Prior to Andor, the Star Wars universe never really got down to the grit of how and why the Rebellion came together outside of the Skywalker saga. Disney+’s Rogue One prequel series led by Tony Gilroy has injected the franchise with complex, heady themes that have astounded and made Andor can’t-miss, weekly appointment television.
It’s an impressive feat—Andor is maybe even the greatest show on air right now—so with that in mind, io9 talked to writer Beau Willimon (who scripted the Narkina 5 prison arc) and producer Sanne Wohlenberg about making the series with Gilroy, collaborating with star Diego Luna, writing without needing to center Star Wars Easter eggs and lore, and crafting characters to anchor the show.
Sabina Graves, io9: I want to dig into the meat of the behind-the-scenes here and start off with this: what really stood out to both of you about Andor that sets it apart in genre?
Beau Willimon: I knew Tony was tackling this this massive story and was chatting about it starting to come together. He gave me a call one day and said, “Hey, do you want to come work with me and my brother [John Gilroy] and help out? Maybe write a few episodes and break some story?” And I felt overwhelmed because—I mean—here’s this beloved massive franchise. I was born the year it came out, and I have a deep love for it. There are many fans that know much more about the canon than I do.
io9: On the same page here, I love Star Wars. I wish I knew all the little small things. There’s so much!
Willimon: My first fear was like, “Tony, I can’t name every ship. I don’t know every type of blaster. I don’t know every mid-rim planet.” He was like, “You don’t need that, we’ve got Lucasfilm for that. We’ve got a whole team that will make sure that we’re staying true to the canon, and that’s available to us if we need to come up with very specific and obscure ideas about this stuff. I want to tell a human story. I want to tell a story of regular people who are trying to pull a rebellion together. And what does that mean from the perspective of the human heart?” And that really excited me, that you could take that approach of ordinary people in extraordinary circumstances and apply it to this massive, beloved, vast franchise at that scale. That’s what really attracted me and got me excited. Just the opportunity to work with Tony—I love Tony as an artist. He’s a friend and so I just knew it would be something special and different. Whatever Tony was going to do was not going to be something you’d seen before. And to get to be a part of that in any way is very exciting and a privilege.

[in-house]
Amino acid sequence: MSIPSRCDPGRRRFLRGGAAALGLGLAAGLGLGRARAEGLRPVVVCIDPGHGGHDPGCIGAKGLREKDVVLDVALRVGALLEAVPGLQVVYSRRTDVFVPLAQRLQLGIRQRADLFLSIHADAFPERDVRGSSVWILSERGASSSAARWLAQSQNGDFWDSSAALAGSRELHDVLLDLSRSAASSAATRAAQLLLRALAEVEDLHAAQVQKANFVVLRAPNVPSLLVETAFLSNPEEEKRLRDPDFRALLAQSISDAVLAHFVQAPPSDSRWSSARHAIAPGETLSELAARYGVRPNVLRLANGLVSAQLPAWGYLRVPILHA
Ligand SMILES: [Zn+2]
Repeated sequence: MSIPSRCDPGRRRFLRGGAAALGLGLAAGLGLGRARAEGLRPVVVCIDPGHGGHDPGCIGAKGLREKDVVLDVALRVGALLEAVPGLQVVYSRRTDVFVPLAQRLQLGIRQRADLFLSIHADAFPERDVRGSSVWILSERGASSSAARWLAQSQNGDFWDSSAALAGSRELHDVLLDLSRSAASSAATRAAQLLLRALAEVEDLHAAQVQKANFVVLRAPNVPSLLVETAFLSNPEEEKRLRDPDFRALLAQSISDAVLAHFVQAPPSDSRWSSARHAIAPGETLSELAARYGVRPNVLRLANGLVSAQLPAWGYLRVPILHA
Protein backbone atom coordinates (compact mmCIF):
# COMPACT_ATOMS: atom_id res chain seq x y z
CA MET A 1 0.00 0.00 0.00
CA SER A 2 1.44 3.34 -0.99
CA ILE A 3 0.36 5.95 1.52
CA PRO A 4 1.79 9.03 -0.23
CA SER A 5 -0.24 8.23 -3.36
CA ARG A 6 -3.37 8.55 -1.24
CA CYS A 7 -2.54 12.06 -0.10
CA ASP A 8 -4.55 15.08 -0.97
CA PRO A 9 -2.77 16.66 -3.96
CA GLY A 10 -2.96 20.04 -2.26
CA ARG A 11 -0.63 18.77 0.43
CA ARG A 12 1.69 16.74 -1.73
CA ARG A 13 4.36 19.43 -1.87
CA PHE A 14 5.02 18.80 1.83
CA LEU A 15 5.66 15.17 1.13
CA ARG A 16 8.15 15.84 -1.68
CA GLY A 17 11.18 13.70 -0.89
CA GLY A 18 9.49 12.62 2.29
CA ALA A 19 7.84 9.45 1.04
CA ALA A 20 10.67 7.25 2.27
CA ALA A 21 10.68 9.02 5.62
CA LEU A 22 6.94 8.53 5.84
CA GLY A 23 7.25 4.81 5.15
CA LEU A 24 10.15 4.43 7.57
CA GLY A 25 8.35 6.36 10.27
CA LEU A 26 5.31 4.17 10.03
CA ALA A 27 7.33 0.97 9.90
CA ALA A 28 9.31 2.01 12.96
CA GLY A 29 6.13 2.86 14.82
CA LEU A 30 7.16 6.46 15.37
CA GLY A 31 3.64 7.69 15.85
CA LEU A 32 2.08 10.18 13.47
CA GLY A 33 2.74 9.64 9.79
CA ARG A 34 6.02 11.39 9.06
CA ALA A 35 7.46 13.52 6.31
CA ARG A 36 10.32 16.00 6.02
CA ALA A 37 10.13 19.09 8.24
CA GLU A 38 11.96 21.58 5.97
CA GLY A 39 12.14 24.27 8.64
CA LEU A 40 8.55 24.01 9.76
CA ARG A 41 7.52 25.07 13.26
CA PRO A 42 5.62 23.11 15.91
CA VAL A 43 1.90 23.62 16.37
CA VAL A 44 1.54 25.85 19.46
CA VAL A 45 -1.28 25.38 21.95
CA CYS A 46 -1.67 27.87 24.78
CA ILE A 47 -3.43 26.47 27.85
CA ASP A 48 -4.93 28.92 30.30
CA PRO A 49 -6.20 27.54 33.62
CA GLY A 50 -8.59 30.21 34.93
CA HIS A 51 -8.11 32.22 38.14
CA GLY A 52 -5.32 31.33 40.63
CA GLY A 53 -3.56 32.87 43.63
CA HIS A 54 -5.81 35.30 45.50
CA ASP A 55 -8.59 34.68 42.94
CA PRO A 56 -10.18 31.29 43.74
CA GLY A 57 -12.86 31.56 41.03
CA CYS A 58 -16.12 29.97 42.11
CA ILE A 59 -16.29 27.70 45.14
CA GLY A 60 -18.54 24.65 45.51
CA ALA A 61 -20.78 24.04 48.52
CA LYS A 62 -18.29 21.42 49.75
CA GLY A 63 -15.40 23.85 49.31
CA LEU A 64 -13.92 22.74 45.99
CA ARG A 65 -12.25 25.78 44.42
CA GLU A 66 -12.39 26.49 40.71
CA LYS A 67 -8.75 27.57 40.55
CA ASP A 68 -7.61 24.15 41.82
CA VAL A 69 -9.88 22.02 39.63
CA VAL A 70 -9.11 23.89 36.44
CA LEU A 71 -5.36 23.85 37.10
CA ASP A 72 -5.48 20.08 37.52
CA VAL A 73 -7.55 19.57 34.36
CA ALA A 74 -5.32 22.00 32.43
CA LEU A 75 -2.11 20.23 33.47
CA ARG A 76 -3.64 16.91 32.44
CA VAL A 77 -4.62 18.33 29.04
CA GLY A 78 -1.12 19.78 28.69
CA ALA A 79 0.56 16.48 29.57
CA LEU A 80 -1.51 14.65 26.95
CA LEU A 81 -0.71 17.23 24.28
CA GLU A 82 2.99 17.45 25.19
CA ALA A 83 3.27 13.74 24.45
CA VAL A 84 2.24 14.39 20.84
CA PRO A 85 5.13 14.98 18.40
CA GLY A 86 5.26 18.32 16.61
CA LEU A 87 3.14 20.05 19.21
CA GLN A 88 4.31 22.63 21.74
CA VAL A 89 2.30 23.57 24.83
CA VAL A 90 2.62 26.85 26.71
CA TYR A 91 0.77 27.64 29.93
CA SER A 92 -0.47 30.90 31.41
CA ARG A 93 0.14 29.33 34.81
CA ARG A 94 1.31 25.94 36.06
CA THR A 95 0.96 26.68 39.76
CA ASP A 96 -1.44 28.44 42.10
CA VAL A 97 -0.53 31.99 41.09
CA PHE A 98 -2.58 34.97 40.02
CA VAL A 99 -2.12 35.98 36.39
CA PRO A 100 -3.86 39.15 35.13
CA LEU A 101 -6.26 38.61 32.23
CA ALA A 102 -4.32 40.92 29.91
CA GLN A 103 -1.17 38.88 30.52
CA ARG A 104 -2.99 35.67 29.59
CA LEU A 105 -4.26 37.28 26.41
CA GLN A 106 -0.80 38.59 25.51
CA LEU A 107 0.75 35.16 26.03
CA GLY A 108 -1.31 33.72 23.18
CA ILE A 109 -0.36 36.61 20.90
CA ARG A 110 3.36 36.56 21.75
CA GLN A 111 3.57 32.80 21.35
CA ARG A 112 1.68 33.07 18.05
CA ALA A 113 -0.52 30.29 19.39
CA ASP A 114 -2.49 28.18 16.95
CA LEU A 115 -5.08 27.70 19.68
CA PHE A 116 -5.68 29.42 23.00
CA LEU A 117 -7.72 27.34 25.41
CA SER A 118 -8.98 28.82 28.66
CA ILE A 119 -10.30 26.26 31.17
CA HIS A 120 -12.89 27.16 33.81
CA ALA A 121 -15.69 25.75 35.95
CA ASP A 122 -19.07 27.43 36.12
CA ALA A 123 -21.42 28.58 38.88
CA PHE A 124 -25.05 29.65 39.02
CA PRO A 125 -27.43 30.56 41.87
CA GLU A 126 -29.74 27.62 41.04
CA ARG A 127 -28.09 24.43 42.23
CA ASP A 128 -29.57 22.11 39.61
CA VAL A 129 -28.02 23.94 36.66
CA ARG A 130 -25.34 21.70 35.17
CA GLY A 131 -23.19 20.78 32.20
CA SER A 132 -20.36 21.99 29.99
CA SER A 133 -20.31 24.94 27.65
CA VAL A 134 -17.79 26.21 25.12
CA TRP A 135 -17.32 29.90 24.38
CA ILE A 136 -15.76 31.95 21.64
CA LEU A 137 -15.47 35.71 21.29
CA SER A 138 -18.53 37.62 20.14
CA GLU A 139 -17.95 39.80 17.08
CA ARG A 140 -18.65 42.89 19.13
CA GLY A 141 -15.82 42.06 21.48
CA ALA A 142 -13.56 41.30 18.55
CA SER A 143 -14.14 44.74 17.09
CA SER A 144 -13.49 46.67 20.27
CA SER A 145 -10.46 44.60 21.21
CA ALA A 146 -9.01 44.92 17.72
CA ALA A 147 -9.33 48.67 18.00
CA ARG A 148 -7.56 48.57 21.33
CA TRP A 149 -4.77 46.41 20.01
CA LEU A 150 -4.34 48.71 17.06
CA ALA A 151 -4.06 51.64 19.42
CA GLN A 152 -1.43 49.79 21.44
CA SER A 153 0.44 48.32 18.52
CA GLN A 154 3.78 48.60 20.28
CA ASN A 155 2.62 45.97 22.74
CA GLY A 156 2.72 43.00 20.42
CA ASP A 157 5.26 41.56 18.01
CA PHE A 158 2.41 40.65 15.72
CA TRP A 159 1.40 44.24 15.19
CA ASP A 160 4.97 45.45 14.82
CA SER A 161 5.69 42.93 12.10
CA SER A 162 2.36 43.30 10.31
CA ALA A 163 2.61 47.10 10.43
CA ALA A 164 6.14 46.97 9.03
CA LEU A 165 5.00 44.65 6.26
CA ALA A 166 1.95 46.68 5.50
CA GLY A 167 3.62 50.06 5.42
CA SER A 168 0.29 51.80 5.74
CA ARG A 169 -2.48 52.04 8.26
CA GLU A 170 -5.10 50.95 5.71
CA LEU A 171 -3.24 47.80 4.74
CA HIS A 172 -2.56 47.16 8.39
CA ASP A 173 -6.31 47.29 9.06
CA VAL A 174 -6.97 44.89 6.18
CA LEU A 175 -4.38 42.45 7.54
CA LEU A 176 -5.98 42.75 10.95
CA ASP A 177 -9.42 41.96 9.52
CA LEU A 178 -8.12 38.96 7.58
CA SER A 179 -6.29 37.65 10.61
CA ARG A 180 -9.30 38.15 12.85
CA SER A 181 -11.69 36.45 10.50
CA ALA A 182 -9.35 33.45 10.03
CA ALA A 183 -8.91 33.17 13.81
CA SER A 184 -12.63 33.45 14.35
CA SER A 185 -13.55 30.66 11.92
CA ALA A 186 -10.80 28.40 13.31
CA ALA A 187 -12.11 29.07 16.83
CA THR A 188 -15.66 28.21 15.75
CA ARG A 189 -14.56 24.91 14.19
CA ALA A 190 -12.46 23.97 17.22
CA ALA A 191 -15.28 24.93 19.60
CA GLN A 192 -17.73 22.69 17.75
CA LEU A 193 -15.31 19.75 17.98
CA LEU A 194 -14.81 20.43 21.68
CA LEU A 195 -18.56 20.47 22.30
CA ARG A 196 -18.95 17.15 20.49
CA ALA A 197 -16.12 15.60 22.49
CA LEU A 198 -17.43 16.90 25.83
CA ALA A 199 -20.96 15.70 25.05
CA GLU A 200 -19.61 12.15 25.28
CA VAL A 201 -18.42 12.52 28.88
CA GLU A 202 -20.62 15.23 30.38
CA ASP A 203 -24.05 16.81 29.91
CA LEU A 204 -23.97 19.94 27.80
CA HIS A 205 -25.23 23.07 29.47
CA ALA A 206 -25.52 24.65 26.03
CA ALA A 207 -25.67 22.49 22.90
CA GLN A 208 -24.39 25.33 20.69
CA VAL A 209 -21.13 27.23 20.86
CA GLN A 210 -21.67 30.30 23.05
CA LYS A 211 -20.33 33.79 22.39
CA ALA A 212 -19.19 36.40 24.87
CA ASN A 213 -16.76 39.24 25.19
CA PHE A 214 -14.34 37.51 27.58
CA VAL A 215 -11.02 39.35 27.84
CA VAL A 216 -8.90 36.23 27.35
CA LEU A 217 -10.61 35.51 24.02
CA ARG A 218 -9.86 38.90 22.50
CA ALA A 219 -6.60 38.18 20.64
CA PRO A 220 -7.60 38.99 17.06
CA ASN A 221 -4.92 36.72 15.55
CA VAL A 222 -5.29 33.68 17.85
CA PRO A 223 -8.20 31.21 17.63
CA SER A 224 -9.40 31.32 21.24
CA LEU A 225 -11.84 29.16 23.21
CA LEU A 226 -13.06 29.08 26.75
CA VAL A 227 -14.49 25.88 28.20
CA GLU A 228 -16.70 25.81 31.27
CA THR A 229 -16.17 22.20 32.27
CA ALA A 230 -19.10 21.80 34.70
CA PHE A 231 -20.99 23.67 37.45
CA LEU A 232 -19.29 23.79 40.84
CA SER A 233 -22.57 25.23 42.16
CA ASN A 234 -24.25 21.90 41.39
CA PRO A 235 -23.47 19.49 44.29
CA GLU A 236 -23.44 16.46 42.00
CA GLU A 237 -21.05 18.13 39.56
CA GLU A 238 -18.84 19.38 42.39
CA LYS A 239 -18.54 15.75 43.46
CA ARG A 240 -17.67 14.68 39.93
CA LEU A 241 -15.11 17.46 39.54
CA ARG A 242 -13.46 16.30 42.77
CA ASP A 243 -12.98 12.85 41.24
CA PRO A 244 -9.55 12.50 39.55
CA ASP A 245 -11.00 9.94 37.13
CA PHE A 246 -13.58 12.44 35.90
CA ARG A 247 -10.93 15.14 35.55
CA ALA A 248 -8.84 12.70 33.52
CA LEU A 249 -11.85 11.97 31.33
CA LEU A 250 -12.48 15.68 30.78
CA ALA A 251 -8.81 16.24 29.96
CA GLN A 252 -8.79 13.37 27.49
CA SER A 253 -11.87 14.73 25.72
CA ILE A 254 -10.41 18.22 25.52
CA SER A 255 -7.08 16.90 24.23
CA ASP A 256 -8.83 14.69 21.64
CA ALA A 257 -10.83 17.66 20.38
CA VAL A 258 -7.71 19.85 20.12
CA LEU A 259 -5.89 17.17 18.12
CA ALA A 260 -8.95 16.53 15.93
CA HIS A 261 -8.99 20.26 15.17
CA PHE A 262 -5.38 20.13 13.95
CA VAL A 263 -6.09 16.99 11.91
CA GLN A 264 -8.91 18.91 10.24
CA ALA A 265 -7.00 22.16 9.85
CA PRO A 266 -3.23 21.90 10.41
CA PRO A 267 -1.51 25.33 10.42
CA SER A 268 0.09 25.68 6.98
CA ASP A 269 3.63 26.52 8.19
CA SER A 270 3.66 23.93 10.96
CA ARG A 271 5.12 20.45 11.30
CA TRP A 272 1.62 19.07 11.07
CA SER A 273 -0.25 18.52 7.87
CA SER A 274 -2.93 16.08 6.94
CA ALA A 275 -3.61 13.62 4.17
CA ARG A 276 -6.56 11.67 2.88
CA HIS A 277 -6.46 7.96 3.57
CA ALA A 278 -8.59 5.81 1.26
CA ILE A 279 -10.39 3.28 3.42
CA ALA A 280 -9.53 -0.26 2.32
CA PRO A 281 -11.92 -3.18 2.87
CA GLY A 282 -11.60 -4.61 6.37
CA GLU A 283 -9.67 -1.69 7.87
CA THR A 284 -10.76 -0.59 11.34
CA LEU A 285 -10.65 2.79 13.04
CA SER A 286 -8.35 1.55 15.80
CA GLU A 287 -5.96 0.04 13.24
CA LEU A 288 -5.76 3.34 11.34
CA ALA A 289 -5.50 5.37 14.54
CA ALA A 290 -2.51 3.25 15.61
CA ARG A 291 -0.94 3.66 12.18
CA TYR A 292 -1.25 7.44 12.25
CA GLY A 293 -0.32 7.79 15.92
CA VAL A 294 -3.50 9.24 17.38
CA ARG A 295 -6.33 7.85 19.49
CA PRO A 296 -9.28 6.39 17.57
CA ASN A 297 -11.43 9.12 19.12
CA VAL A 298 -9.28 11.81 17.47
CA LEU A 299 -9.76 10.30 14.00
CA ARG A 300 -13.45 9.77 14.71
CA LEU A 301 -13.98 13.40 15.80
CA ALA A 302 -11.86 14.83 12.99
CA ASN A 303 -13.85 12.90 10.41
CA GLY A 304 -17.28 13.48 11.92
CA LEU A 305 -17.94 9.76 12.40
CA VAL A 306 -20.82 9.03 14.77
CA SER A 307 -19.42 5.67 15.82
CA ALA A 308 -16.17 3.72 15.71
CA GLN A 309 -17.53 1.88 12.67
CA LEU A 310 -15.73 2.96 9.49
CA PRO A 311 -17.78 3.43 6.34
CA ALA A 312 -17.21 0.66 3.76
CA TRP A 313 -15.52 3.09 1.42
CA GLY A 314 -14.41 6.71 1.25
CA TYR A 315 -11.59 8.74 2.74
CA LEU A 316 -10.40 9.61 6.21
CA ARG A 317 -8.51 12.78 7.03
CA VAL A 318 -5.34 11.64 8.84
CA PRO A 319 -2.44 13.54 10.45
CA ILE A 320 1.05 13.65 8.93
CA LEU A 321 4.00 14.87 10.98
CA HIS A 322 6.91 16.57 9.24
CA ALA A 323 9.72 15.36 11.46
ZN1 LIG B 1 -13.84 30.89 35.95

Sanne Wohlenberg: Definitely very exciting. [It’s] his voice creating his own series and yes, it is a prequel to Rogue One—so you know where you’re heading, but he has such a particular voice to be able to go back to a character and really tell the origin story in how he became the man that gave his life for the cause. To work in a format where you suddenly have screen time, you have enough time to really dig into the humanity and the character-driven storylines of who is at these formative years of the Rebellion—who becomes the [inspiration] for people to make inroads to fighting the Empire. It was just a really exciting prospect to go on this journey with Tony Gilroy and his key collaborators for the writing. You have another Gilroy and then you have Beau. It really is a proposition that doesn’t come along very often. And it was a really exciting and easy thing to say, “Yeah. I’d like a bit of that. Thank you.”
io9: Beau, this question is directly for you because I’ve been stressed out for the past few weeks watching every episode. We see Andor’s life unravel at an early age, and the show kind of picks up on him at the point in his life where he’s running away, but through these events he chooses to run toward the cause. Is it stressful for you to write these very stressful episodes?
Willimon: When we were breaking all this story [like] the prison sequence, [which] Tony knew he wanted there to be one, there was a lot for us to figure out. We were moving very fast under some time constraints. And this was pre-pandemic—so we were like barreling towards production and needed to develop the stuff. So there was a sort of energy and pace to the room. We were caffeinated, we were moving fast, we really had one another, and so I think some of that pulse-racing was in the process itself, which certainly informed the prison sequence. When you start to really build the architecture of the story, literally build the architecture of the prison itself, and you have to almost clinically, methodically work out all of these layers in a way, it stops. I’m not riddled with anxiety while I’m working on that. It’s almost like you’re working like a surgeon step by step in a slow, thoughtful, intentional way and sort of building all of this stuff up.
And when you’re writing the scenes themselves, of course, you’re trying to put yourself in the shoes of these characters, and whatever they’re feeling you might feel some of it. But I mean, it’s a months-long process to get to those, you know, 43 minutes or something. What’s crazy is, many months later, you watch these episodes again—[I] myself recently [did] with full VFX, score, fully edited, and everything. And I had texted Tony “I just finished watching episode 10 again, my pulse is racing. I’m deeply moved.” Even though I knew everything that was going to happen, it was still a gut punch. Wow. And it almost feels like I just get to watch it as a viewer and have the same experience and feel what you want the audience to feel. And in this case, I totally did even if knew it was going to happen.